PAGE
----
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Creative Genius: How to Grow the Seeds of Creativity Within Every Child

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Guide Your Kids Down the Creative Rapids

There’s a magical mind chemistry known as “Creative Flow,” where we feel in sync with our task, and fully focused on our goal. The term was coined by psychologist and author, Mihaly Csikszentmihalyi at the University of Chicago.

“Flow” describes a particular state of heightened  consciousness. As Prof. Csikszentmihlyi describes it, creative people are at their peak when they experience a sense of “unified flowing from one moment to the next, in which we feel in control of our actions, and in which there is little distinction between self and environment; between stimulus and response; or between past, present, and future.

Flowing On All Fours

We are most likely to get into flow when our environment has four essential factors. The principles of flow hold true for kids, as well. Provide these factors for your kids, and you may be amazed.

  1. Match Task To Skill Level The first and most important factor for creative flow requires that your child’s skills match the challenge of the task. A challenge that’s beyond his or her skills may cause frustration; a task that isn’t challenging enough results in boredom. 
    Know the skill levels of your kids and present a creative challenge that inspires them to stretch realistically. For example, if you ask individuals or a team to design a new board game around a jungle theme, make sure they have a sufficient knowledge base to inspire relevant ideas. They will also need reading, writing, and drawing skills, along with familiarity with board games. Access to supplies is important, too.
  2. Clear Goal Flow occurs when the goal is clear in the mind of the creative person. Make sure your kids fully understand the goal. For example, “Design and make an original board game about the jungle.” Explain what you expect them to do, and offer some do’s and don’ts.
    Since the nature of creative thought is divergent, remind them to keep their eyes on the ball as they develop ideas. Have them write the goal down in bold letters on a sheet of paper, and tack it up where they can see it as they work.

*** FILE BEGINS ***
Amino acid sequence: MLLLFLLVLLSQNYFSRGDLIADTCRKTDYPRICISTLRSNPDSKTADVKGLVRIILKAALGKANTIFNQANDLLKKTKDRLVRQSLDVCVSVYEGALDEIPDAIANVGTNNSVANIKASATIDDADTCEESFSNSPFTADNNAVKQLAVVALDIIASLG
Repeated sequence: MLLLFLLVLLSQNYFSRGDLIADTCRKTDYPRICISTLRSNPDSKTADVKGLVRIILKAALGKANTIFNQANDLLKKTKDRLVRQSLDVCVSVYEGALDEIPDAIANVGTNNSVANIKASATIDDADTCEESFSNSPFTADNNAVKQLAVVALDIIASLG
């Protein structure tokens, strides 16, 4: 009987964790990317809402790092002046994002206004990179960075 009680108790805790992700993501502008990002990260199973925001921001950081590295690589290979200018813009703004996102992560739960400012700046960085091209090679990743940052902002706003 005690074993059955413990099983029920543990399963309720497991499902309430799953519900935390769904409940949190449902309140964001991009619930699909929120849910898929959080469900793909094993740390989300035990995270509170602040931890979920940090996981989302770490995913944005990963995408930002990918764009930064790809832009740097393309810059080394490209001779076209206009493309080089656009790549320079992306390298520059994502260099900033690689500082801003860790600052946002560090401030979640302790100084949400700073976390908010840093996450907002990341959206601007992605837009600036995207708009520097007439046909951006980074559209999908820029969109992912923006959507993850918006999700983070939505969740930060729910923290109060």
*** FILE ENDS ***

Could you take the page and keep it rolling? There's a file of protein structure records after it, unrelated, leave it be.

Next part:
3. Feedback Flow occurs when one gets constant and immediate feedback about how close one is to achieving the goal. It’s important to keep the lines of communication open between the teacher/parent and kids so they can ask and be asked about their developing ideas-- but let them make their own decisions. Also encourage kids to provide respectful feedback for each other. Which game ideas are fun? Which tell about the jungle? What looks attractive? What could be improved? 
  4. Environment for Focus Flow occurs when one is free to concentrate fully on the task. This includes being physically comfortable (such as good lighting, enough room to work, comfortable clothing), eliminating distractions (such as annoying sounds, out-of-control kids, off-topic discussions) and allowing a long enough time span for working. Three 15 minute work periods will not be as effective toward reaching creative flow as would an uninterrupted 45 minute time stretch.

Young learners who are given creative challenges with these four work conditions have the stage set to reach creative flow. 

Visit The Great State Of Flow

Csikszentmihalyi indicates his research shows flow as the most essential ingredient in creativity. His test subjects have described flow as a sense of competence and control, a loss of self-consciousness, and deep absorption in the task to the extent that they lose track of time. Creative people, across all backgrounds and fields of endeavor, have reported having their most important insights and achievements while in the great state of “flow.” 

It’s always a joy to see our kids working at a task, head down in concentration, or head up with enthusiasm. Keep in mind the ways to structure their environment to help them go with the flow and you’ll be the kind of guide they trust and want to take them on their creative adventures.

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